Embattled Conservative Sir Malcolm Rifkind is to step down as MP for Kensington at the general election, saying the 'cash for access' allegations exposed by a Dispatches and Telegraph sting, have left the local Tory party in a state of "serious uncertainty".
He will also stand down as chair of the Intelligence and Security Committee, although he will remain a member.
In a statement, the MP, who has represented Kensington since 2005, said:
I have received tremendous support from my constituency association and from many constituents in Kensington over the last two days.
However, I have been pondering whether it is fair to my colleagues and friends in Kensington to remain the prospective Conservative candidate for the forthcoming general election.
I warmly welcome the committee that has been established by the Party to examine the controversy with which I have been associated and to report by the end of March on its conclusions. It will be an excellent opportunity for an objective assessment of the allegations that have been made and I will be happy to cooperate closely with the committee.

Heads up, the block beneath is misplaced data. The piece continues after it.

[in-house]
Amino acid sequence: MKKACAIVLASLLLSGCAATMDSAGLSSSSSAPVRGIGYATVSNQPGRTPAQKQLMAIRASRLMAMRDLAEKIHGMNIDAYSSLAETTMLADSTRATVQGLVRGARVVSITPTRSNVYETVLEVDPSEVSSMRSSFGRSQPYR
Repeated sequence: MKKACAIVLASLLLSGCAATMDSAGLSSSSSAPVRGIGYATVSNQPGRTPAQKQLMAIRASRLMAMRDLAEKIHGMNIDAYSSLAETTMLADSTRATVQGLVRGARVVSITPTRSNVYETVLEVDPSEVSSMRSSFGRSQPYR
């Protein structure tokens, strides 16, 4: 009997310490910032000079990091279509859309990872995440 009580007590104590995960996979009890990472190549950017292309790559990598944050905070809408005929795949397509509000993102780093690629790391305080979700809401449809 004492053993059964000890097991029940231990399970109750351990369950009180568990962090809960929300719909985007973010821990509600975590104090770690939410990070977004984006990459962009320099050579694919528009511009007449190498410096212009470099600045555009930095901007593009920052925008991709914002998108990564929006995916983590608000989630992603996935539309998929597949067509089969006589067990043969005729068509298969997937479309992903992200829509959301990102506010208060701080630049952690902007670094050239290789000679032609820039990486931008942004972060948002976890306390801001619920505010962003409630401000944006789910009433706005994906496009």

However, it is unlikely that it will be able to finish its deliberations until well into March and there, obviously, can be no certainty as to its conclusions.
I am conscious, therefore, that Kensington Conservatives are faced with serious uncertainty until the end of March as to whether I will be able to be their candidate. If I could not they would have little time to choose a new candidate.
I am also aware that even if the Committee reach a favourable conclusion as to these allegations the controversy will remain during what is certain to be a heated general election and, indeed, for many months thereafter until the parliamentary commissioner for standards has completed the necessary enquiry. I had intended to seek one further term as MP for Kensington, before retiring from the House of Commons.
I have concluded that to end the uncertainty it would be preferable, instead, to step down at the end of this parliament.
This is entirely my personal decision. I have had no such requests from my constituency association but I believe that it is the right and proper action to take.
As regards the allegations of Channel 4 and the Daily Telegraph I find them contemptible and will not comment further at this time.
Although I will retire from parliament I shall continue my public and political life and am much looking forward to doing so over the years to come.
His decision leaves one of the safest Conservative seats in the country open — Rifkind had a majority of 8,616 at the last election.
In a statement, the Conservative Party said: "Sir Malcolm has had a long career of distinguished service both to the Conservative party and the country. We respect and support his decision to stand down."